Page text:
This world was indeed created in connection with God’s power. Maybe when we think of creation we think of the power as much as we think of the wisdom. We cannot even conceive of what it must have taken to bring all things into existence. Think of being the craftsman of all the earth and sky and the creatures and even the invisible creatures—the angels, those ministering spirits!
All this power brought to bear—all of this creative energy of the Triune God—and we cannot help but marvel. Glimpses of this creative power were seen at other times such as when Jesus calmed the storm at the Sea of Galilee with a few words. But these were just echoes of the tremendous brilliance of that first power.
Why do I care that I live in a world that was created in connection with God’s power? Because it means my God can do anything for me. As the writer of the 121st Psalm sings: “I lift up my eyes to the hills from whence comes my help? My help comes from the Lord who made heaven and earth!” (Psalm 121:1) Again in the 124th Psalm: “Our help is in the name of the Lord, who made heaven and earth.” (Psalm 124:8). The one upon whom we rely is the Creator of all things. We can lean on Him confidently for any and all help in this life knowing His ability, knowing that “there’s nothing our God cannot do.” What a blessing to live under such a Creator!
What is more amazing is that God does not mind the arrangement either! He is happy to be our God as we hear Jesus say in the last two verses today’s text: “I was filled with delight day after day…rejoicing in his whole world and delighting in mankind.” [vv.30f NIV]
You probably remember that after creating the world, God looked at it and proclaimed that it was “very good.” He cared for what He had made. All of it proclaimed the glory of God. The very skies showed His handiwork. Even after mankind’s sin against God’s holy law had ruined creation and it could no longer be called “very good,” God did not disregard the creation, but continued to nurture it and show His love toward it. He continued to send the rain down from heaven to water the ground. He allowed the seasons to continue in their orderly ways so that harvests could come. He gave nests for the birds and holes for the foxes.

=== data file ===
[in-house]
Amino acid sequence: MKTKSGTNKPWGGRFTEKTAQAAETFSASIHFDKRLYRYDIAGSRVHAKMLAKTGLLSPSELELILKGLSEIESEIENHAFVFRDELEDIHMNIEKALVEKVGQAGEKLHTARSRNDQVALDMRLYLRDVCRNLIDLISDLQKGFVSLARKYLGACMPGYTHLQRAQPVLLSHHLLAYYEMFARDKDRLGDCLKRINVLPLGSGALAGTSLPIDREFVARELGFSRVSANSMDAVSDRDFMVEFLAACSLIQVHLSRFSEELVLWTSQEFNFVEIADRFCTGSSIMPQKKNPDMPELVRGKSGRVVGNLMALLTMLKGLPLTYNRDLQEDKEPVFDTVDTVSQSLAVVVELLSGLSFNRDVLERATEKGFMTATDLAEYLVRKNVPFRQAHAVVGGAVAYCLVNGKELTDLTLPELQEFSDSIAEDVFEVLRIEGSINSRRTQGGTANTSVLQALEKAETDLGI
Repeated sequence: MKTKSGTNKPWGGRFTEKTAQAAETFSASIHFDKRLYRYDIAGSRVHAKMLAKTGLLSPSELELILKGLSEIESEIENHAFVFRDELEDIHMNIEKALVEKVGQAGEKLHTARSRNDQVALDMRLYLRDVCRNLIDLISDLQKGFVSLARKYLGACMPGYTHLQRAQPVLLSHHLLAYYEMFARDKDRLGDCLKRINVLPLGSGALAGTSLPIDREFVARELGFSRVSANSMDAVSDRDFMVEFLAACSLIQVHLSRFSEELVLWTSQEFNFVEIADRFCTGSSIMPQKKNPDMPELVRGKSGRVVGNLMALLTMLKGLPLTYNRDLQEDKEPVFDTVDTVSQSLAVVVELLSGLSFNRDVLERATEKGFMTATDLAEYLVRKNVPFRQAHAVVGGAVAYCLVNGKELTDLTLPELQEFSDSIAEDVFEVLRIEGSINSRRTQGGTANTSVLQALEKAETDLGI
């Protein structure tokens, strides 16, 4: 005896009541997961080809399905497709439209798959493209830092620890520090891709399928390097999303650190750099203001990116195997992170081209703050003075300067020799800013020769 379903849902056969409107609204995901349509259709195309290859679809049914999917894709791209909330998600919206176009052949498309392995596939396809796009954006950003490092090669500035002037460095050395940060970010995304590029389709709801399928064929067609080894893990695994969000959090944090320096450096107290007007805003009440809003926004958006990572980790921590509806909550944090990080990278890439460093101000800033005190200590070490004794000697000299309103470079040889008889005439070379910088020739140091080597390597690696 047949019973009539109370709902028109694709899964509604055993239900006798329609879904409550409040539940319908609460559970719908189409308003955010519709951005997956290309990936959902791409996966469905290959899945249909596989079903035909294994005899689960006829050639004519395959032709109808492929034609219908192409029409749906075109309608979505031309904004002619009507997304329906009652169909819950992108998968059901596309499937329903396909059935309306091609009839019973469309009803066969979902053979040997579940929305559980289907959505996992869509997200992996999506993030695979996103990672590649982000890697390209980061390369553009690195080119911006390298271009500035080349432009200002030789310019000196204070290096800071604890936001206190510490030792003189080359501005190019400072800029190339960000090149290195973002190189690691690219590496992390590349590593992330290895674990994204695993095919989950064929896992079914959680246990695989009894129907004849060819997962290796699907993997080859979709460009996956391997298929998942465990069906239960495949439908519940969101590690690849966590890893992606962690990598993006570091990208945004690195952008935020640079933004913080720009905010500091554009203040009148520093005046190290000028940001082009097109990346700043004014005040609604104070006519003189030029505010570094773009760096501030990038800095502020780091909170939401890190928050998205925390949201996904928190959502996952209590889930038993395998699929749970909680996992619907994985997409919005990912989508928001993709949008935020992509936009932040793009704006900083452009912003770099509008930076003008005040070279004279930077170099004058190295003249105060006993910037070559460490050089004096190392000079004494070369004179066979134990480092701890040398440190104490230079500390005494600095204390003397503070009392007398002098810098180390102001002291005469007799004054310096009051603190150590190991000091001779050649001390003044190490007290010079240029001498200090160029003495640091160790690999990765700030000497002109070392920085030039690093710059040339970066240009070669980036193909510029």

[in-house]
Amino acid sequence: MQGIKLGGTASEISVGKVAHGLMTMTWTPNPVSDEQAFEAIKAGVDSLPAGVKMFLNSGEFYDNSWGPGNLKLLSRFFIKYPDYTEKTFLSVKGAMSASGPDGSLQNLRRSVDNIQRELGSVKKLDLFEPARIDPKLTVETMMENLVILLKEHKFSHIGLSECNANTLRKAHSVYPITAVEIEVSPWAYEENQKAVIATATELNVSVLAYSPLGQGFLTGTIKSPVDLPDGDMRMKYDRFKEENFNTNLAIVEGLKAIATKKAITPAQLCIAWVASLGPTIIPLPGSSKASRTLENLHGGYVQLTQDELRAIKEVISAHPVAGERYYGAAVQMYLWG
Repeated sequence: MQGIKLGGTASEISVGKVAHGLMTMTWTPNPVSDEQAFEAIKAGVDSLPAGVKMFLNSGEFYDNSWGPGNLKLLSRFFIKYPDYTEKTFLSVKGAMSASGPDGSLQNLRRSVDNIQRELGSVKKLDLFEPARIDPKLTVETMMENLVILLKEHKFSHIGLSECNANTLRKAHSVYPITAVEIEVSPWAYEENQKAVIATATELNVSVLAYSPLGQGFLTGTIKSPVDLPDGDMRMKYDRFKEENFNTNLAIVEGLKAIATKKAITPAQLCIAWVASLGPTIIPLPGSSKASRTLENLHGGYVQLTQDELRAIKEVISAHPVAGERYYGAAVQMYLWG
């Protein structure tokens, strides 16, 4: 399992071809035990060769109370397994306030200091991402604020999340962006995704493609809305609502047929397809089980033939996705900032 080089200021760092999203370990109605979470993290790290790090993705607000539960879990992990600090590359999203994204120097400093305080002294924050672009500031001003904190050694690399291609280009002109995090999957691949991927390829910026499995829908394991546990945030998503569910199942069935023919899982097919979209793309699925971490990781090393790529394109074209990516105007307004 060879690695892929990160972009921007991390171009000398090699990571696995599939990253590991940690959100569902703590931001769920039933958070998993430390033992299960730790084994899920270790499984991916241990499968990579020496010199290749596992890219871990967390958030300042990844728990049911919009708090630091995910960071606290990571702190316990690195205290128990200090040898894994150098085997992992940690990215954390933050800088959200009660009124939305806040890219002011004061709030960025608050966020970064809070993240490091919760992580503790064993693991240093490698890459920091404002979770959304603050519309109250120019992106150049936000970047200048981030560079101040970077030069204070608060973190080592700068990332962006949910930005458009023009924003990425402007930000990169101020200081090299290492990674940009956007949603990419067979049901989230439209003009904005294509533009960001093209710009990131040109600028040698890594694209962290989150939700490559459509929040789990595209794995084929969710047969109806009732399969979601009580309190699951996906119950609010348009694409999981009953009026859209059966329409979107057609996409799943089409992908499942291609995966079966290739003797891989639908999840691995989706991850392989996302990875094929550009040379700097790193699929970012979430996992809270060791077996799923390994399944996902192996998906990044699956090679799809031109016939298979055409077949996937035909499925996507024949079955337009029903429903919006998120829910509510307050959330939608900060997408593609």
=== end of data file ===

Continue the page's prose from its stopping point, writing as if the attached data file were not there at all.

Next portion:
While the whole creation was groaning as in the pains of childbirth, trapped in its bondage to decay, disintegrating before everyone’s eyes in diseases, tragedies, disasters, thorns and thistles, and all the other hardships it has endured since the fall into sin, God continued to love the world, and the Son came from the Father to be born a human being. God became one of the creatures He had made. Jesus, the Christ, became fully human so stop creation’s headlong rush to destruction. To provide a way of escape, to give us access to a new heavens and a new earth through the forgiveness of our sins. For as Jesus had said, He delighted in mankind.
God loves what He has made. He loves His creation including us. Nowhere is that more evident than in all the work of the Father, Son, and Holy Spirit, the one eternal God—the Father who created us, the Son who died for us to pay the price for our guilt, and the Spirit who called us to faith so that we could gain eternal life.
What a blessing to be part of God’s creation! Amen.
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All scripture quotations, unless otherwise indicated, are taken from the New King James Version®. Copyright © 1982 by Thomas Nelson, Inc. Used by permission. All rights reserved.
Scripture quotations marked (NIV) are taken from the HOLY BIBLE, NEW INTERNATIONAL VERSION®. NIV®. Copyright© 1973, 1978, 1984 by International Bible Society. Used by permission of Zondervan. All rights reserved.